In this article, we discuss novel synthetic approaches for studying the interactions of cells with their microenvironment. Notably, critical cellular processes such as growth, differentiation, migration, and fate determination, are tightly regulated by interactions with neighboring cells, and the surrounding extracellular matrix. Given the huge complexity of natural cellular environments, and their rich molecular and physical diversity, the mission of understanding "environmental signaling" at a molecular-mechanistic level appears to be extremely challenging. To meet these challenges, attempts have been made in recent years to design synthetic matrices with defined chemical and physical properties, which, artificial though they may be, could reveal basic "design principles" underlying the physiological processes. Here, we summarize recent developments in the characterization of the chemical and physical properties of cell sensing and adhesion, as well as the design and use of engineered, micro- to nanoscale patterned and confined environments, for systematic, comprehensive modulation of the cells' environment. The power of these biomimetic surfaces to highlight environmental signaling events in cells, and in immune cells in particular, will be discussed.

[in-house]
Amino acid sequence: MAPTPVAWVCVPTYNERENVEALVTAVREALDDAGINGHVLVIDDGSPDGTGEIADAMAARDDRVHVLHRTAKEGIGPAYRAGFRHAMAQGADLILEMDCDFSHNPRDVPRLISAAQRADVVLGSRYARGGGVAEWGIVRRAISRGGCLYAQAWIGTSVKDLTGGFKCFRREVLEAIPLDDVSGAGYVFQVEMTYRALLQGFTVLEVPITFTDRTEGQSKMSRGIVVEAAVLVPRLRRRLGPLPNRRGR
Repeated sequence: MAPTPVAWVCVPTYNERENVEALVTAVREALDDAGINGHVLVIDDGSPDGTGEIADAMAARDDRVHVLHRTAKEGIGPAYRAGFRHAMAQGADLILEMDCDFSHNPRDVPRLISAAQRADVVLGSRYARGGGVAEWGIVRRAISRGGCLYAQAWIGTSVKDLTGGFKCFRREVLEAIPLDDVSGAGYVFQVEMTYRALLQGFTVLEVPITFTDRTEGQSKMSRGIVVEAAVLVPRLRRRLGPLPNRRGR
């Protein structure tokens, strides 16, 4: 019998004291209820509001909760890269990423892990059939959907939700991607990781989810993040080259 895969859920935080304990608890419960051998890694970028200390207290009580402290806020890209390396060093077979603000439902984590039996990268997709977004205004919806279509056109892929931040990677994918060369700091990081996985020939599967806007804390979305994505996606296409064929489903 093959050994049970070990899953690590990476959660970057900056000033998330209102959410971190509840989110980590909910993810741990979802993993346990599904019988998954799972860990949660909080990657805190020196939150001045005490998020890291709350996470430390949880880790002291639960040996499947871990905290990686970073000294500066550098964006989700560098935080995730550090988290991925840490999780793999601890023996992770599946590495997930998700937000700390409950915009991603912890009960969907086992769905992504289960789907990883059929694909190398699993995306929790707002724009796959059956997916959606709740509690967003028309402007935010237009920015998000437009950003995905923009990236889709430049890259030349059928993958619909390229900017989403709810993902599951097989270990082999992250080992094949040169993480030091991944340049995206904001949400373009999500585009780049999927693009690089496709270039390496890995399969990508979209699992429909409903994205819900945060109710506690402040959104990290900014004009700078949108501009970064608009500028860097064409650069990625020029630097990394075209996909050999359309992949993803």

Bibliographical noteFunding Information:
The studies conducted in our laboratories, described herein, were supported by the European Union Seventh Framework Program (FP7/2007-2013) under grant agreement no NMP4-LA-1009-229289 , NanoII (to BG, JPS, and NF), an ERC Advanced Grant under grant agreement no 294852-SynAd (to BG and JPS), and by the Israel Science Foundation , grant no. 1254/11 (to NF). This work is also part of the excellence cluster CellNetwork at the University of Heidelberg. We acknowledge the support of the Max Planck Society and the Weizmann Institute of Science , and the support of the Alexander von Humboldt Foundation (to IP). The authors are grateful to Barbara Morgenstern for her expert help in the style editing of this manuscript. BG is the incumbent of the Erwin Neter Professorial Chair in Cell and Tumor Biology. JPS is the Weston Visiting Professor at the Weizmann Institute of Science. NF is the incumbent of the Pauline Recanati Career Development Chair of Immunology.
© 2014 Elsevier Ltd.
- Adhesion signaling
- Antigen presentation
- Cell adhesion
- Immune niche
- Synthetic biology